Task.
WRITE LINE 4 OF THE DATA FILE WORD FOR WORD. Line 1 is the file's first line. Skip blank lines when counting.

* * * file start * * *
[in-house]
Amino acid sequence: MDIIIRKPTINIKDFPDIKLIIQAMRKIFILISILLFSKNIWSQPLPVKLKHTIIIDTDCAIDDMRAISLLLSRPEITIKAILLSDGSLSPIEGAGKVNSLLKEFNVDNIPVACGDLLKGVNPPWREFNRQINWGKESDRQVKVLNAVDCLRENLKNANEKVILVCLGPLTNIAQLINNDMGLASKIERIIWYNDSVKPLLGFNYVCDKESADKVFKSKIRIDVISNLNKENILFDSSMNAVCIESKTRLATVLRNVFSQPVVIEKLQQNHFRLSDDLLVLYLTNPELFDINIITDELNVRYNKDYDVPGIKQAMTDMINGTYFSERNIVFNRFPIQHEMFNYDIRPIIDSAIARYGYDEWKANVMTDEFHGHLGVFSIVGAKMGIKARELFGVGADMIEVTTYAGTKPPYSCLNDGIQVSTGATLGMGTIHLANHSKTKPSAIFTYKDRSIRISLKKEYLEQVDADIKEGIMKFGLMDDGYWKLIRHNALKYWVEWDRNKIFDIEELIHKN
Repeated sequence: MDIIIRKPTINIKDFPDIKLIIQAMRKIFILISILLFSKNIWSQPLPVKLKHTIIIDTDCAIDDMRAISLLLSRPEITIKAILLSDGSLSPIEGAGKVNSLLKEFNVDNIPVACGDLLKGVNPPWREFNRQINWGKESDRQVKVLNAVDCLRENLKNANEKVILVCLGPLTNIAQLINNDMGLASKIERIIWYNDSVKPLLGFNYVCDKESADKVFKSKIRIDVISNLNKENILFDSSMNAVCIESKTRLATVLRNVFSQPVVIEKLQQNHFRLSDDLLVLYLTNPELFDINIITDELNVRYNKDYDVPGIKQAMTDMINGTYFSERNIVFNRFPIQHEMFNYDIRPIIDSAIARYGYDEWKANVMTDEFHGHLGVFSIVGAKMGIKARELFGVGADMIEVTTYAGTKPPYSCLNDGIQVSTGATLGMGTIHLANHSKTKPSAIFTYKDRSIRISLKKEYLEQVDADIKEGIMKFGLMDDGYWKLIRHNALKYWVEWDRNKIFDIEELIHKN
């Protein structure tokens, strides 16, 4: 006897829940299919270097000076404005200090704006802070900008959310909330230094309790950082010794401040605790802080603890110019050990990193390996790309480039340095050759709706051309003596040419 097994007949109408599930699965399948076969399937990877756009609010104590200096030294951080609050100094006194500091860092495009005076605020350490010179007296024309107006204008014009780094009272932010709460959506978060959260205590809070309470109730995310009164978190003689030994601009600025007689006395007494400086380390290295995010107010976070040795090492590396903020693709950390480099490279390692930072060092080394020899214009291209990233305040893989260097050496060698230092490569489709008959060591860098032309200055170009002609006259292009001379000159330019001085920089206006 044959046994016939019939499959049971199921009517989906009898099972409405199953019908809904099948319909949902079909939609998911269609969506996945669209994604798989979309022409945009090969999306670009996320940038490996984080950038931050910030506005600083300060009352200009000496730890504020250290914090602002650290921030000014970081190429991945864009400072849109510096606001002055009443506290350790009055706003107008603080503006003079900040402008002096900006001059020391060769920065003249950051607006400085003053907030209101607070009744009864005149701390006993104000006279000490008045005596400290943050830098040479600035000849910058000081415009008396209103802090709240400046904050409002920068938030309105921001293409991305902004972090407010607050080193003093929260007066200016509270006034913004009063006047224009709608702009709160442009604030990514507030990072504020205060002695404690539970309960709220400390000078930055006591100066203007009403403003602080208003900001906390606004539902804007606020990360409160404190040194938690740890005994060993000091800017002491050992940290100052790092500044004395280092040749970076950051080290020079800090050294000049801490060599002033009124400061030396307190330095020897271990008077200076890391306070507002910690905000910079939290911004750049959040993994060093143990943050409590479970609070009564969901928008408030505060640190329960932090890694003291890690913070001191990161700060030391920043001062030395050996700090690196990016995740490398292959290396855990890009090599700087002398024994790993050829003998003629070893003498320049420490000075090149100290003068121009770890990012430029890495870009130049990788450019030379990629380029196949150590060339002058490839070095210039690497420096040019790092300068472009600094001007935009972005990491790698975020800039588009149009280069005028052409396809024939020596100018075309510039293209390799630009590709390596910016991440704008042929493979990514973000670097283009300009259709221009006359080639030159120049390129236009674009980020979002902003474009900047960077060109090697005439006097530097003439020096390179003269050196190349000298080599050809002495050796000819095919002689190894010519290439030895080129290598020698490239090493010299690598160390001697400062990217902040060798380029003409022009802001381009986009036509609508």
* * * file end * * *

């Protein structure tokens, strides 16, 4: 006897829940299919270097000076404005200090704006802070900008959310909330230094309790950082010794401040605790802080603890110019050990990193390996790309480039340095050759709706051309003596040419 097994007949109408599930699965399948076969399937990877756009609010104590200096030294951080609050100094006194500091860092495009005076605020350490010179007296024309107006204008014009780094009272932010709460959506978060959260205590809070309470109730995310009164978190003689030994601009600025007689006395007494400086380390290295995010107010976070040795090492590396903020693709950390480099490279390692930072060092080394020899214009291209990233305040893989260097050496060698230092490569489709008959060591860098032309200055170009002609006259292009001379000159330019001085920089206006 044959046994016939019939499959049971199921009517989906009898099972409405199953019908809904099948319909949902079909939609998911269609969506996945669209994604798989979309022409945009090969999306670009996320940038490996984080950038931050910030506005600083300060009352200009000496730890504020250290914090602002650290921030000014970081190429991945864009400072849109510096606001002055009443506290350790009055706003107008603080503006003079900040402008002096900006001059020391060769920065003249950051607006400085003053907030209101607070009744009864005149701390006993104000006279000490008045005596400290943050830098040479600035000849910058000081415009008396209103802090709240400046904050409002920068938030309105921001293409991305902004972090407010607050080193003093929260007066200016509270006034913004009063006047224009709608702009709160442009604030990514507030990072504020205060002695404690539970309960709220400390000078930055006591100066203007009403403003602080208003900001906390606004539902804007606020990360409160404190040194938690740890005994060993000091800017002491050992940290100052790092500044004395280092040749970076950051080290020079800090050294000049801490060599002033009124400061030396307190330095020897271990008077200076890391306070507002910690905000910079939290911004750049959040993994060093143990943050409590479970609070009564969901928008408030505060640190329960932090890694003291890690913070001191990161700060030391920043001062030395050996700090690196990016995740490398292959290396855990890009090599700087002398024994790993050829003998003629070893003498320049420490000075090149100290003068121009770890990012430029890495870009130049990788450019030379990629380029196949150590060339002058490839070095210039690497420096040019790092300068472009600094001007935009972005990491790698975020800039588009149009280069005028052409396809024939020596100018075309510039293209390799630009590709390596910016991440704008042929493979990514973000670097283009300009259709221009006359080639030159120049390129236009674009980020979002902003474009900047960077060109090697005439006097530097003439020096390179003269050196190349000298080599050809002495050796000819095919002689190894010519290439030895080129290598020698490239090493010299690598160390001697400062990217902040060798380029003409022009802001381009986009036509609508």